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William Shakespeare was born to John Shakespeare and mother Mary Arden some time in late April 1564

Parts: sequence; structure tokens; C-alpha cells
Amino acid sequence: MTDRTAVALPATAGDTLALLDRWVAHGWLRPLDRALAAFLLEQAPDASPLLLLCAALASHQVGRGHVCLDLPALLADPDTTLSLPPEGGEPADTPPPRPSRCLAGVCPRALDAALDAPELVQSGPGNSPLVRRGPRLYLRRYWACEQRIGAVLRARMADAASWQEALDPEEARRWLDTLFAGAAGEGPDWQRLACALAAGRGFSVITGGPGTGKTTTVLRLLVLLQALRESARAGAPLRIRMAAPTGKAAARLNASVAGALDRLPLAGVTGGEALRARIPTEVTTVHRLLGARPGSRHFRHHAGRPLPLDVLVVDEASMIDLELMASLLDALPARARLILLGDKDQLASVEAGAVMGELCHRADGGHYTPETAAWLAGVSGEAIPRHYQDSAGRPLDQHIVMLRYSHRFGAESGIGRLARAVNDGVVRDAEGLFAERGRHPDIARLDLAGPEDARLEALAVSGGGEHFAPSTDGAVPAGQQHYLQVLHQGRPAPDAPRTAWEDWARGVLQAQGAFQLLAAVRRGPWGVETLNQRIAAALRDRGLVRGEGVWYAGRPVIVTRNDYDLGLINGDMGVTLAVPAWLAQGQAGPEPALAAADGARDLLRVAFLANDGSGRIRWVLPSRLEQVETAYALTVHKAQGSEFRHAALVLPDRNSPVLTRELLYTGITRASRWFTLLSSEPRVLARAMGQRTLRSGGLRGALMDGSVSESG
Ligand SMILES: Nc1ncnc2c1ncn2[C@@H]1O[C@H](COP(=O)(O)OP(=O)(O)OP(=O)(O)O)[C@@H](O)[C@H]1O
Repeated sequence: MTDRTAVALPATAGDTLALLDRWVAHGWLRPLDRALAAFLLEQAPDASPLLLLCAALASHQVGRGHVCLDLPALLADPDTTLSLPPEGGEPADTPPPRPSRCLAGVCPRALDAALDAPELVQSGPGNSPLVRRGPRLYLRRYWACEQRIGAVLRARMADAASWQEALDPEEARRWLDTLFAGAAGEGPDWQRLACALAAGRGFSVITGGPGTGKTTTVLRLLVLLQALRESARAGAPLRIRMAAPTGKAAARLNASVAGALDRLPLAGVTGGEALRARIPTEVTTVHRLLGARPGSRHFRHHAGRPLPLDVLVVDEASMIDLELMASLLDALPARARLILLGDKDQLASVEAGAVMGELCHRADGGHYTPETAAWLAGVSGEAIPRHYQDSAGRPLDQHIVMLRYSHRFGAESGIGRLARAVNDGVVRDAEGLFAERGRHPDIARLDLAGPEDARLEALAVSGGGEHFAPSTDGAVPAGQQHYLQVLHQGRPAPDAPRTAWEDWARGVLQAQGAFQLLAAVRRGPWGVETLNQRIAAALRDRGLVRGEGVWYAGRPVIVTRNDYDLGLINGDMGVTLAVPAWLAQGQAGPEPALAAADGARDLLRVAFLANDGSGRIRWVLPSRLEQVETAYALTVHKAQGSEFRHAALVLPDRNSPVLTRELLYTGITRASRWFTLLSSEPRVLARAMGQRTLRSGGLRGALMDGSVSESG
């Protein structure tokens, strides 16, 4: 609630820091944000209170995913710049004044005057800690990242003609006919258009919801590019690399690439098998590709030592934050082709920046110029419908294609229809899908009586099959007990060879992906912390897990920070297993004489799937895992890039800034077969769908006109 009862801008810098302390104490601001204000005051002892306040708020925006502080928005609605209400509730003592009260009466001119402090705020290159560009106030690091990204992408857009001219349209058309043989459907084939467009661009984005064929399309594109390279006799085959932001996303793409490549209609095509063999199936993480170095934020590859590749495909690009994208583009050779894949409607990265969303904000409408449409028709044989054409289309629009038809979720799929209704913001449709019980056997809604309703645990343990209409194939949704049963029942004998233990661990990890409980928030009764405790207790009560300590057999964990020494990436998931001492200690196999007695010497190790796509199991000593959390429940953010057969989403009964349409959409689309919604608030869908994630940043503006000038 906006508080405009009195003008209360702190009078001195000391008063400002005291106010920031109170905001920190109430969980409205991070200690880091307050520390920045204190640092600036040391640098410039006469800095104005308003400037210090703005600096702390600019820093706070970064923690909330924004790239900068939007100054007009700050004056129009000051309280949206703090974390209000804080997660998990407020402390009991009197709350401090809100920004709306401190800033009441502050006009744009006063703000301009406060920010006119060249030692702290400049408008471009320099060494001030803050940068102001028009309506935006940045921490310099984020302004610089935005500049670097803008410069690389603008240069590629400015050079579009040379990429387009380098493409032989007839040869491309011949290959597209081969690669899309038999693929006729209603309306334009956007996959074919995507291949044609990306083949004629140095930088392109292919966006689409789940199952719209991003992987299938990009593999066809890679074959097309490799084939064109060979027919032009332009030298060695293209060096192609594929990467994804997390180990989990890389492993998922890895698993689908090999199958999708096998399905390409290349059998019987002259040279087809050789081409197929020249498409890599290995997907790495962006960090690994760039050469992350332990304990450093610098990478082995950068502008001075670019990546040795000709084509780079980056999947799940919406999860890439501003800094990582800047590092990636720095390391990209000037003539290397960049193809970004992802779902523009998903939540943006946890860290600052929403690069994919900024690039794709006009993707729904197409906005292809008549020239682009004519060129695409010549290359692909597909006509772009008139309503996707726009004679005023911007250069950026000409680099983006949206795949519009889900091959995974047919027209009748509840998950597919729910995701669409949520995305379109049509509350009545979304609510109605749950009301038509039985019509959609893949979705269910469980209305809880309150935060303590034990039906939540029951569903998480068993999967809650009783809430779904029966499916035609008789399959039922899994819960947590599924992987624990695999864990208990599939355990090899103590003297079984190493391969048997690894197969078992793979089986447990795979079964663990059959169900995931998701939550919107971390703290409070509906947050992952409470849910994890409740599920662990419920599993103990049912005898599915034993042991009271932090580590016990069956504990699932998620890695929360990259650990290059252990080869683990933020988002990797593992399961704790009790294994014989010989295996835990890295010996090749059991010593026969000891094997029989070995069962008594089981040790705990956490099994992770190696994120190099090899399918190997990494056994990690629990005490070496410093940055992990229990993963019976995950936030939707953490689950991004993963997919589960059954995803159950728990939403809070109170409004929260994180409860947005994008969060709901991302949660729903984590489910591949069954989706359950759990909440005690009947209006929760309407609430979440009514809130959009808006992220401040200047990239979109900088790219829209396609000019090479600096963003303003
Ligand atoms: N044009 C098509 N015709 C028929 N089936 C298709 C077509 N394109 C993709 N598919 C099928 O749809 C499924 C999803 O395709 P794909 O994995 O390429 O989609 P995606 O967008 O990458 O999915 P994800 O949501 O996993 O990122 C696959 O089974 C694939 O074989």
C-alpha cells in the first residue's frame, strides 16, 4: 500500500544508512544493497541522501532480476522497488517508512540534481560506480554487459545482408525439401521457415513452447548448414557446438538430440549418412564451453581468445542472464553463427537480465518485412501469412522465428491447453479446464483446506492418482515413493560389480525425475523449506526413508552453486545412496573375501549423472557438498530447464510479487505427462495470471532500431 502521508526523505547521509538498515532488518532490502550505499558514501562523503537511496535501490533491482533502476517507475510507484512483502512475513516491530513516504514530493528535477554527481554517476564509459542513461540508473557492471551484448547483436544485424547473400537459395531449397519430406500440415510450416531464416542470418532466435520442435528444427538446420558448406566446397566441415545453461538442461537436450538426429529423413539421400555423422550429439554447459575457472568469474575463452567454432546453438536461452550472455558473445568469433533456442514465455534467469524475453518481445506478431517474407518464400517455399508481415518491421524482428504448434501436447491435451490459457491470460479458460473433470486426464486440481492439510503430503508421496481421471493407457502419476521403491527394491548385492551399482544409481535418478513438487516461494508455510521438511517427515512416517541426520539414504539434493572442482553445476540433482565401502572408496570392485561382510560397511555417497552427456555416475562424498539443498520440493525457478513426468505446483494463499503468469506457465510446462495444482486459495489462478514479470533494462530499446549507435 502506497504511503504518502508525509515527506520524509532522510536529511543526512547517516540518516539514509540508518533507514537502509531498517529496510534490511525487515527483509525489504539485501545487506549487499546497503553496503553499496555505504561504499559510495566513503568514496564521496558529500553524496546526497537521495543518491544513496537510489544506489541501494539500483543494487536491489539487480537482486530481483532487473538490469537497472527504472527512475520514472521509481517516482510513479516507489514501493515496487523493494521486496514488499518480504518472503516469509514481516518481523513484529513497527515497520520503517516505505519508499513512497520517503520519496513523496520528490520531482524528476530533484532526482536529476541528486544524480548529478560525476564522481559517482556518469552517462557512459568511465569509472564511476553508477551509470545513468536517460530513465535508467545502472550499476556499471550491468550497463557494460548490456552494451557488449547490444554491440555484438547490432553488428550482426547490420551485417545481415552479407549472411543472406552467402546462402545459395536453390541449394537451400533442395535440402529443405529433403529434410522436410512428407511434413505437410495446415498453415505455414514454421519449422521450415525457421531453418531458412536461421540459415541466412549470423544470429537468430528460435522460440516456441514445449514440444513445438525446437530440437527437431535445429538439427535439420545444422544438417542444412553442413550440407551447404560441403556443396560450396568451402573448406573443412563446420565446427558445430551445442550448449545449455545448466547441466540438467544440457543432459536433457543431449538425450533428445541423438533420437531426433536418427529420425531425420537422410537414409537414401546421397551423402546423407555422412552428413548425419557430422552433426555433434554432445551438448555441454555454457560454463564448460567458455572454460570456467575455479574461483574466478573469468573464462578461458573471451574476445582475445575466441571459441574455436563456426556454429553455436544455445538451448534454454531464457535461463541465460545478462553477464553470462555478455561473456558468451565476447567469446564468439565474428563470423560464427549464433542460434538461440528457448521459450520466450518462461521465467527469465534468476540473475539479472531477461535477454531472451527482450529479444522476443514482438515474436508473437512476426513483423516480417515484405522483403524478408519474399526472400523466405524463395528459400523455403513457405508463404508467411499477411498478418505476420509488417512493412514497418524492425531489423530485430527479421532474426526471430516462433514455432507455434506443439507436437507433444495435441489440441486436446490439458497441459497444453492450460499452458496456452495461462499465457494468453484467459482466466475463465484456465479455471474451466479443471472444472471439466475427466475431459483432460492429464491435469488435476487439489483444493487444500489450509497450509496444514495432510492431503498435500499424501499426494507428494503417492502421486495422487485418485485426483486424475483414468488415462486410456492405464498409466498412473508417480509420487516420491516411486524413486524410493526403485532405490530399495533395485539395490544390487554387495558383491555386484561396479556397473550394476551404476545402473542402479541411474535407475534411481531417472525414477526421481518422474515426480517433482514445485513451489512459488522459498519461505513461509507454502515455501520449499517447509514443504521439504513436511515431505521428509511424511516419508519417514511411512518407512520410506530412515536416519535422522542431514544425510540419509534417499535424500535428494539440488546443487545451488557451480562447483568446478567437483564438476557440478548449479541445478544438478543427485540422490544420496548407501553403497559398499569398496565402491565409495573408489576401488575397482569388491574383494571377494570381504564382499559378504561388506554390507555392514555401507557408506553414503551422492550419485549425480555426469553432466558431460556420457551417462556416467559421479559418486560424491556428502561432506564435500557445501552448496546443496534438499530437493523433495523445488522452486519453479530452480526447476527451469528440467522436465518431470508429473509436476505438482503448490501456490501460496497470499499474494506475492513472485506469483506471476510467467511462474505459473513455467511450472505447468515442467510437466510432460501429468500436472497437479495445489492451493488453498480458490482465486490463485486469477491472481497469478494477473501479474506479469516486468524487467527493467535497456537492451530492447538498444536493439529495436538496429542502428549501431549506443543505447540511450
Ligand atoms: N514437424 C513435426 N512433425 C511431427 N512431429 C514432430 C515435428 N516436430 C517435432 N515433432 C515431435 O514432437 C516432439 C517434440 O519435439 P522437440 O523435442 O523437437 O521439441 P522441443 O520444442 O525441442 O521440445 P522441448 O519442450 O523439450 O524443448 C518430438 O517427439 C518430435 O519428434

in Stratford-uponAvon. There is no record of his birth, but his baptism was recorded by the church, thus his birthday is assumed to be the 23 of April. His father was a prominent and prosperous alderman in the town of Stratford-upon-Avon, and was later granted a coat of arms by the College of Heralds. All that is known of Shakespeare's youth is that he presumably attended the Stratford Grammar School, and did not proceed to Oxford or Cambridge. The next record we have of him is his marriage to Anne Hathaway in 1582. The next year she bore a daughter for him, Susanna, followed by the twins Judith and Hamnet two years later. Seven years later Shakespeare is recognized as an actor, poet and playwright, when a rival playwright, Robert Greene, refers to him as "an upstart crow" in A Groatsworth of Wit. A few years later he joined up with one of the most successful acting troupe's in London: The Lord Chamberlain's Men. When, in 1599, the troupe lost the lease of the theatre where they performed, (appropriately called The Theatre) they were wealthy enough to build their own theatre across the Thames, south of London, which they called "The Globe." The new theatre opened in July of 1599, built from the timbers of The Theatre, with the motto "Totus mundus agit histrionem" (A whole world of players) When James I came to the throne (1603) the troupe was designated by the new king as the King's Men (or King's Company). The Letters Patent of the company specifically charged Shakespeare and eight others "freely to use and exercise the art and faculty of playing Comedies, Tragedies, Histories, Inerludes, Morals, Pastorals, stage plays ... as well for recreation of our loving subjects as for our solace and pleasure." Shakespeare entertained the king and the people for another ten years until June 19, 1613, when a canon fired from the roof of the theatre for a gala performance of Henry VIII set fire to the thatch roof and burned the theatre to the ground. The audience ignored the smoke from the roof at first, being to absorbed in the play, until the flames caught the walls and the fabric of the curtains. Amazingly there were no casualties, and the next spring the company had the theatre "new builded in a far fairer manner than before." Although Shakespeare invested in the rebuilding, he retired from the stage to the Great House of New Place in Statford that he had purchased in 1597, and some considerable land holdings ,where he continued to write until his death in 1616 on the day of his 52nd birthday. In his time William wrote 13 Comedies, 13 Historical Plays, 6 Tragedies, 4 Tragicomedies, as well as many sonnets (154) , which were mostly dedicated to his patron, Henry Wriothsley, The Earl of Southampton. William Shakespeare[1] was born in Stratford-upon-Avon, a small country town. He was the son of John Shakespeare, a successful glover and alderman from Snitterfield, and of Mary Arden, a daughter of the gentry. They lived on Henley Street, having married around 1557. The date of his birth is not known, but his baptismal record was dated 26 April 1564. This is the first official record of Shakespeare, as birth certificates were not issued in the time of Queen Elizabeth. Because baptisms were normally performed within a few days of birth it is highly likely Shakespeare was born in April 1564, although the long-standing tradition that he was born on 23 April has no historical basis (baptisms at this time were not invariably performed exactly three days after birth as is sometimes claimed). Nevertheless, this date provides a convenient symmetry because Shakespeare died on the same day in 1616. It is also the Feast Day of Saint George, the patron saint of England, which might seem appropriate for England's greatest playwright. Shakespeare's parents had eight children: Joanah (born 1558, died in infancy), Margaret (15621563), William (himself, 1564 1616), Gilbert (15661612), Joan (15691646), Anne (15711579), Richard (15741613), and Edmund (15801607).[2][3] Shakespeare's father, prosperous at the time of William's birth, was prosecuted for participating in the black market in the dealings of wool,[4] and later lost his position as an alderman. Some evidence pointed to possible Roman Catholic sympathies on both sides of the family.[5] Education Shakespeare probably attended King Edward VI Grammar School in Stratford from the age of seven.[6] Edward VI, the king honoured in the school's name, had in the mid-16th century diverted money from the dissolution of the monasteries to endow a network of grammar schools to "propagate good literature... throughout the kingdom", but the school had originally been set